One of the great things about being a DEA Special Agent was the opportunity to interact with specialized units from a broad spectrum of agencies. You frequently worked with state police SWAT Teams,  local Homicide Detectives, federal Polygraph Examiners, and even the occasional intelligence agency. Sometimes these interactions produced their fair share of humor. One such occasion was a clandestine lab that I handled in Lynchburg a few years ago. On one perfect summer afternoon, I received a call from one of my partners from the Lynchburg Police Department’s narcotics unit. “Don, one of our uniforms has a vehicle stopped just outside town, looks like there is a mobile meth lab inside the car. Can you bring the Lab Response Truck over here ASAP?” “Sure”, I replied, “on the way.” “Oh, and one more thing” he continued, “the Virginia State Police bomb squad might be there too.” “Uh, bomb squad?” I asked. “Yeah, its no big deal” my partner said “just get here as fast as you can.” As I headed toward the scene the words “bomb squad” and “no big deal” kept bouncing around in my head. Like most agents and cops, things that go “boom” usually make me a little nervous. Okay, maybe a better answer is that things that go “boom” usually scare me to death!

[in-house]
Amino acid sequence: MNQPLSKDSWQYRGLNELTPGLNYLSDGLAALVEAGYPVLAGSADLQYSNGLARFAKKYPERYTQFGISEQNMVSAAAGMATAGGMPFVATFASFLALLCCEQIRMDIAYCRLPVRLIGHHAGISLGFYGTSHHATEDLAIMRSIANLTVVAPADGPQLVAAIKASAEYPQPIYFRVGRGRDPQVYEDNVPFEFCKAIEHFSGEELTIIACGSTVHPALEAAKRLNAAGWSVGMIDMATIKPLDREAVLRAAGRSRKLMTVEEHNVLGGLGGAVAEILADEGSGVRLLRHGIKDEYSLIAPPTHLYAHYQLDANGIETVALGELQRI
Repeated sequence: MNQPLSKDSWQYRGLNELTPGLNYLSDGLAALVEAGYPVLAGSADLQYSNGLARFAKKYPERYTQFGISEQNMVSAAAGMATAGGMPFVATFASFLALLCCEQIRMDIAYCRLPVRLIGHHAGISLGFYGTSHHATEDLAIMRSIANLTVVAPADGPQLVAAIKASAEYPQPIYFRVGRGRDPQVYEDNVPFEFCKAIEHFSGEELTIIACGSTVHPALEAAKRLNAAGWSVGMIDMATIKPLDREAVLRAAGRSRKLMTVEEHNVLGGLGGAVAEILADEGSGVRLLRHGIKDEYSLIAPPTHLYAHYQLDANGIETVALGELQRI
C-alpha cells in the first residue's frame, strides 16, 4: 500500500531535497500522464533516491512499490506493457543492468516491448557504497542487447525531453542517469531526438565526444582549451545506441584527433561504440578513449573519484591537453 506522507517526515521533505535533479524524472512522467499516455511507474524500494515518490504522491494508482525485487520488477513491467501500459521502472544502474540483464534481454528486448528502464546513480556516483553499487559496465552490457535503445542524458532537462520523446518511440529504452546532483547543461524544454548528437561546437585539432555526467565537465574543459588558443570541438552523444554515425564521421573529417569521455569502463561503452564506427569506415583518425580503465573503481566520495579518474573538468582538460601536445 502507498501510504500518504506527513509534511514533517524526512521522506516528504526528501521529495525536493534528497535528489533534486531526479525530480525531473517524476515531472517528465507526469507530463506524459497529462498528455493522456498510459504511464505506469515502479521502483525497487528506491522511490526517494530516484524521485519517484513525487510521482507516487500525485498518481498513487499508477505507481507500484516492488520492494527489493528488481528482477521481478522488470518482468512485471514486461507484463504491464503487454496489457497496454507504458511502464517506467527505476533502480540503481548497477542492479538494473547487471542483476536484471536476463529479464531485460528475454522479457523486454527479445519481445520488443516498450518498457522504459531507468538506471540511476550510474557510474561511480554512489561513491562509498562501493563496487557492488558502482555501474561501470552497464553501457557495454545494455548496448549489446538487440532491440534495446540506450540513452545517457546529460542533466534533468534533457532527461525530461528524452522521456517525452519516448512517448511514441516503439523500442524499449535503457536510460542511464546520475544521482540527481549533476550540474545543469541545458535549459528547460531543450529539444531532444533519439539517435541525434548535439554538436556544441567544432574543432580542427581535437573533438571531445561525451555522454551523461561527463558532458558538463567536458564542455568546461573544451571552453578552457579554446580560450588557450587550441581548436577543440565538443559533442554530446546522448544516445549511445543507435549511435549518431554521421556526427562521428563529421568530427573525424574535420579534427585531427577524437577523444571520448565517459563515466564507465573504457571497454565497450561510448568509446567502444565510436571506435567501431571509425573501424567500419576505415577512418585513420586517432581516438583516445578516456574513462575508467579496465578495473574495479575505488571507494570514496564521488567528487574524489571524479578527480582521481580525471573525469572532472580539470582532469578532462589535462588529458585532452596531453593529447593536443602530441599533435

We had recently had the bomb squad on a meth lab call a few months before. We had stumbled upon a device in a residence not far from Lynchburg. On that call, when the bomb tech yelled “get down ” as he remotely blew up the bomb from our command post, I hugged the turf vigorously as a shock wave passed over my head; and then quietly went back to our lab truck to change my underwear.